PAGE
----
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Chiropractor Michael E. Barri owned and operated the Santa Ana companies Tri-Star Medical Group and Jojaso Management Company. He pleaded guilty in 2016 to a conspiracy count and admitted that he received illegal kickbacks for referrals to Pacific Hospital of Long Beach from 2009 through October 2013.

He was sentenced in federal court on May 4. He was committed on Count One of the Information to the custody of the Bureau of Prisons to be imprisoned for a term of twelve months and one day. He was ordered to surrender himself to the institution designated by the Bureau of Prisons on or before 12 noon, on July 9, 2018.

Upon release from imprisonment, he will be placed on supervised release for a term of three years.

He pleaded guilty on March 11, 2016 to a conspiracy count and admitted that he received illegal kickbacks for referrals to Pacific Hospital of Long Beach. During a nine-month period that ended in 2013, Barri admitted receiving $158,555 in illegal kickbacks after referring a dozen patients to Pacific Hospital, where they had back surgeries. As a result of his referrals, Pacific Hospital billed insurance carriers approximately $3.9 million for spinal surgeries.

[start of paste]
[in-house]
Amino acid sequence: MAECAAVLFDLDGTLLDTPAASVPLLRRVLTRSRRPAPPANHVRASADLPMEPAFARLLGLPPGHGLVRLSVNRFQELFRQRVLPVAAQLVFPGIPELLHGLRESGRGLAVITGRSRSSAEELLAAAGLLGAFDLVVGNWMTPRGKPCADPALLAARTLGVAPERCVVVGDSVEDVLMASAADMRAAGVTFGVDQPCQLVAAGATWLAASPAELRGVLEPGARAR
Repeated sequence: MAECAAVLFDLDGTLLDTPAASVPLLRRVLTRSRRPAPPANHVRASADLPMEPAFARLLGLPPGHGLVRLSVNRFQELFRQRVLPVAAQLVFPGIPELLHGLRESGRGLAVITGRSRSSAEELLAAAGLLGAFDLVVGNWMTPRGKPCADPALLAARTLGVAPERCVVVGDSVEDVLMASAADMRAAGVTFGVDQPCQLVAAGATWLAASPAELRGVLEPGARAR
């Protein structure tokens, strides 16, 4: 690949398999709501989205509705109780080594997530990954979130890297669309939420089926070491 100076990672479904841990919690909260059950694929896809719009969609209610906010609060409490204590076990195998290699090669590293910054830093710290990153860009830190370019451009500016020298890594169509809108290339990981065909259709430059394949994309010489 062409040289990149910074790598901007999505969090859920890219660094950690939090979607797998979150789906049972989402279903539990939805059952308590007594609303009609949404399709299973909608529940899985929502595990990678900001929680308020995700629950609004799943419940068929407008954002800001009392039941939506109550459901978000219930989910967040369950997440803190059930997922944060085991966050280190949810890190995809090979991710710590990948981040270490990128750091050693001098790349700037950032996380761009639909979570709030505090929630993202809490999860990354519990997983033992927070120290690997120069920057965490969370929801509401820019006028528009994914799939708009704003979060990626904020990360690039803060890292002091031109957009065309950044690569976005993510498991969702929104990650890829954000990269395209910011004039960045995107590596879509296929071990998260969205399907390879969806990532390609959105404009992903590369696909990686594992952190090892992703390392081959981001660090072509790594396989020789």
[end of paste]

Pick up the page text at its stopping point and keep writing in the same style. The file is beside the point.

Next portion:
Barri has also been indicted by an Orange County Grand Jury in 2014 with charges of kickbacks and related offenses involving compounded medications, along with Kareem Ahmed the owner of Landmark Medical, and 13 other named providers. Much of that case was dismissed by the Court of Appeal in 2016. However some of the charges have been re-filed by the Orange County District Attorney, and it is not clear how much of the original indictment will proceed, and what defendants will be involved.

Despite his conviction, Barri filed case A150549 with the California First District Court of Appeal seeking to have the new lien fraud law, SB 1160 and AB 1244, declared to be unconstitutional, so that he and his companies could continue to collect workers’ compensation liens. Among other theories, Barri alleged “The Lien Stay Provision Violates Petitioners’ Right to Due Process Under the California and United States Constitutions.”

He did not get very far,, as the Court of Appeal rejected his request. The petition for a peremptory and/or alternative writs of mandate, prohibition, or other appropriate relief was denied as premature.

And there is some irony. As of today, Barri continues to hold a California license as a chiropractor with no record of any disciplinary action taken against him.